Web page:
I learned the name 'Benares' in school, today the town is called Varanasi. No matter the name, it's the same town. India does not want to use the old British name of Benares, returning to the name it has always had in the Hindustani language. Varanasi, in olden days was even called Kashi. It is a very old town. Inhabited since at least (proven) 11,000 BCE.
We all know about the funeral pyres the Hindus use to cremate their dead. Varanasi is the holiest place at the end of a Hindu’s life. After cremation, their ashes are deposited in the holy river Ganga (Ganges). Varanasi is a holy city, one of seven in India. The city is dedicated to Shiva, a Hindu god, but it serves other religions as well. Nearby Sarnath is the place where Gautama Buddha first taught the Dharma, the place where he set the wheel of Dharma into motion.
|Getting There Before Dawn|
|Votive Candle With Flower Petals|
|Carol's Symbolic Gesture|
|Hans Attempting to End Darkness and Ignorance|
|Enlarge to See the Floating Votives|
The boat’s atmosphere was solemn. All we heard were the sounds of the water, the boatman’s oars dipping in and out, a
|Starting a New Day|
|Bathing In the Ganges|
|Doing Laundry In the Ganges|
Varanasi is a town of learning. Not just the religious aspect of life but also the knowledge needed in our daily endeavors. Benares Hindu University, one of 3 Universities in Varanasi, and one of the toughest schools to get into in India, is centered here. It is known for their IT Dept.; 20,000 students study here. It was built by the British in 1916.
Learning and burning, illumination and cremation, etc. are some concepts Varanasi bounces around, kind of jokingly, to show the dualism of modern Varanasi.
|Mahamana Pt. Madan Mohan Malaviya 1861-1946, Founder|
|Mt. Everest, Highest Peak in Centre|
|Archeological Site At Sarnath Where Buddha Taught|
Buddha did not want to start a new ‘religion’, in fact he was totally opposed to his teachings even being called a “religion”. And…Buddhism really is NOT a religion in the sense that someone worships a God. All Gautama tried to show, tried to teach, is that there is a way; a way to end all suffering.
Naturally when ‘others’ get hold of a proven idea they start to want to ‘improve’ upon it, some even start to mystify things and start to make a business out of it, and… voila…we have “Buddhism”.
The present day Sarnath is the spot where Buddha had his epiphany and where he started to teach his friends. The rest is story time.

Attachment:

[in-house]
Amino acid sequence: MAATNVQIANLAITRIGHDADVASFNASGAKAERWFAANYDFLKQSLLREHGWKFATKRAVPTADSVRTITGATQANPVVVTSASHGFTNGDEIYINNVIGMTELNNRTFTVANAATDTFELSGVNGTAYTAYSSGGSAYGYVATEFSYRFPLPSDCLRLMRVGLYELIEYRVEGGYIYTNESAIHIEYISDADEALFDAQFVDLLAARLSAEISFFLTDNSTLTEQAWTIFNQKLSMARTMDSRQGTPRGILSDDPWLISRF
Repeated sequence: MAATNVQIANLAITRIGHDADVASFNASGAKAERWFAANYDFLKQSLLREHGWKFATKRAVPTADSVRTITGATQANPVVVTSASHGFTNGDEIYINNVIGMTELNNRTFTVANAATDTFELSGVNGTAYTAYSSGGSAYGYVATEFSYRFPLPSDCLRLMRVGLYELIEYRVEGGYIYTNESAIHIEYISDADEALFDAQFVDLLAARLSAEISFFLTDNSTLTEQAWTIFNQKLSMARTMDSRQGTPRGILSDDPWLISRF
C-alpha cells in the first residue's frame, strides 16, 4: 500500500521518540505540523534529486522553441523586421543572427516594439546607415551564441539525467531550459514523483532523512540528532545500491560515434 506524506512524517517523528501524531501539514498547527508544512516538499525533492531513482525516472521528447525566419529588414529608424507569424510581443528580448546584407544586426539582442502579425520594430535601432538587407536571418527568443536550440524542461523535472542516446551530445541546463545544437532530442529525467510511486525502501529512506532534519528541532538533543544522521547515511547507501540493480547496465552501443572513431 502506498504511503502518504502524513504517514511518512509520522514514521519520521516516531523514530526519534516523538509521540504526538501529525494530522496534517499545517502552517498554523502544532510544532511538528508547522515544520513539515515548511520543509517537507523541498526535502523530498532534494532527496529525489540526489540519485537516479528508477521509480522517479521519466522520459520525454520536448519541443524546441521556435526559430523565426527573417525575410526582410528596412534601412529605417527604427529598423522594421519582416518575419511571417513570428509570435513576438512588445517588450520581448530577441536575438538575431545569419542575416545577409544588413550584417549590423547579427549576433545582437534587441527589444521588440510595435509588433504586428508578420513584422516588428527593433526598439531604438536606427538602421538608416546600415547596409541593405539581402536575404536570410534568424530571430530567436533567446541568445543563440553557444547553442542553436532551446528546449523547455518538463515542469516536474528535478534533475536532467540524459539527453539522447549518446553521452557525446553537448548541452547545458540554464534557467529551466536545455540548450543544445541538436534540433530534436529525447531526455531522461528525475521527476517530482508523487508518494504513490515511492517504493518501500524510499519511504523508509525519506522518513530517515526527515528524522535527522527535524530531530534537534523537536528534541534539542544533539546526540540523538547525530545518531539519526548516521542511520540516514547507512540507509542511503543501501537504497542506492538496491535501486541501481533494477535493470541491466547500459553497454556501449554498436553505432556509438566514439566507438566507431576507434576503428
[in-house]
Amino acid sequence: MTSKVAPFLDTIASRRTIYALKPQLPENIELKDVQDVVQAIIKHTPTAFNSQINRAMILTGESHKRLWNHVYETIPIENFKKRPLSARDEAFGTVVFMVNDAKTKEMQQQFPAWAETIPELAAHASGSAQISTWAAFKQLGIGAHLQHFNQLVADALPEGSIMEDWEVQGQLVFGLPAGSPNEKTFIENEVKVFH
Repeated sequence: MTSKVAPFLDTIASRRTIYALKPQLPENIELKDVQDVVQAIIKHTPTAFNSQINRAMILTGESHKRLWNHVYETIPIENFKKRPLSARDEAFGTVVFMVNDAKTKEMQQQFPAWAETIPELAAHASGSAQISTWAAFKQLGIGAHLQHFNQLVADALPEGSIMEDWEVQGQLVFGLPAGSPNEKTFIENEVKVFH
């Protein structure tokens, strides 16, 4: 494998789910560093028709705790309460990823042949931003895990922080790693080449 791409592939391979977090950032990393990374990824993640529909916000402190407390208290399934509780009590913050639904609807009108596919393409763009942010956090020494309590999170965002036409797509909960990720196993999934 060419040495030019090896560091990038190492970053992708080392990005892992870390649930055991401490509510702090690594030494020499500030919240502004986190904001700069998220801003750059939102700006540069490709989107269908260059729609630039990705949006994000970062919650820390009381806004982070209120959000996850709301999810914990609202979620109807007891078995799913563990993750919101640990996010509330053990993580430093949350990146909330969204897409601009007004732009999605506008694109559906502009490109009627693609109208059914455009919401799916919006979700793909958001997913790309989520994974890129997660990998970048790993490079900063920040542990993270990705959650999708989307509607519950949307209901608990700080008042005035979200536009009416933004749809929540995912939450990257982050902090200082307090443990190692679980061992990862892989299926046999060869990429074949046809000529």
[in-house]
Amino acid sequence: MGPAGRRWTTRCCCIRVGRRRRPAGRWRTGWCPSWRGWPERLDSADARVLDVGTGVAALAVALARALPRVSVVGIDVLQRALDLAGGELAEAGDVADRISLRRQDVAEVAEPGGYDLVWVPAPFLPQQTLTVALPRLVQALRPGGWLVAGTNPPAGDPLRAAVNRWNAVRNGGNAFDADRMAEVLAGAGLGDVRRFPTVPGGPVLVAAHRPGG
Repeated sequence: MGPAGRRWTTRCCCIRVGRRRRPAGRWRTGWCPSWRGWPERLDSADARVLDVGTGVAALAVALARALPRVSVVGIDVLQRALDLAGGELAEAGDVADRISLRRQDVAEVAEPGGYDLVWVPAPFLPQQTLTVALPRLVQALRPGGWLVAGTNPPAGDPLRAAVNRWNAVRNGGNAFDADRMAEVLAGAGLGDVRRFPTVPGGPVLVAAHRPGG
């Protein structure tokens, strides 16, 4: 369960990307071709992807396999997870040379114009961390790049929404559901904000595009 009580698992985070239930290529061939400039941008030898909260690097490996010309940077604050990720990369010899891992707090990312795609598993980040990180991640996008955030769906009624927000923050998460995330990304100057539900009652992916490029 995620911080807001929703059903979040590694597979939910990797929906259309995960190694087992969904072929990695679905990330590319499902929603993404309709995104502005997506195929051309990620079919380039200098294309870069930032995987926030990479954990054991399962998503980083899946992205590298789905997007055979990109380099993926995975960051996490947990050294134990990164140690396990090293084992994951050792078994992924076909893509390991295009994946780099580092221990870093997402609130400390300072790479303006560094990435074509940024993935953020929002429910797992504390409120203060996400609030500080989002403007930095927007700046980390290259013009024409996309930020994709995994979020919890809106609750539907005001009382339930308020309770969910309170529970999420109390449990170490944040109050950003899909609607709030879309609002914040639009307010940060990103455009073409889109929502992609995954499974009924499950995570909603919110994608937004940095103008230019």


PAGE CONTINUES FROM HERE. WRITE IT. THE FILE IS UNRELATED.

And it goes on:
Still, I liked the park, the more or less spot where ‘Buddhism’ started. And I followed the crowds to view an offshoot of the ‘original’ tree where Gautama had his experience. I guess people like this “story-time” world we create around us, me included.
From a Hindu point of view Gautama had a Hindu experience, he was born a Hindu, he died as Hindu. Buddhism is just an offshoot of Hinduism, like the Jains (a passive sect of Hindu) or Sikhism.
|Old Wooden Hand Loom|
|Multiple Colours Of Silk Thread|
|Fabric Is Face Down On the Loom|
|The One I Bought|
|Close-Up Showing the Many Colours Used|
Not only that, this fellow had the fabric in the loom face down. The daily production is about 2 to 7 cm, depending on how many colors he uses. The process is very tedious and needs a clear head, one mistake and weeks of work can be ruined. To remind me of this place and this technique I bought a large sample I want to frame. It was amazing. Naturally they had simpler weaving as well, still the speed and handling of the silk, the acquired dexterity, never mind the old loom, was impressive. John H., you would have loved it. They even used a kind of American Fine Index jacquard to make the pattern, all operated by hand. I wonder who their card cutter was. I could have spent more time there but the group moved on.
|We Had A Reserved Section With Cushioned Seats|
|A Lot Of People Attending, Some By Boat|
We went to the Ganga Aarti via bicycle rickshaws and it was kind of easy to get there, just relax and the man will bike you to it. On the way back it took the genius of Dinesh to get us all in a rickshaw and out of the huge crowds. I felt like a baby being cradled, needing Daddy to get me home. Thank you Dinesh!
Our dinner was a large affair filled with Indian specialty foods at the Great Kabob Factory. Dinesh was in charge and wow, does he know
|Huge Crowd To Get Back To Our Rickshaws|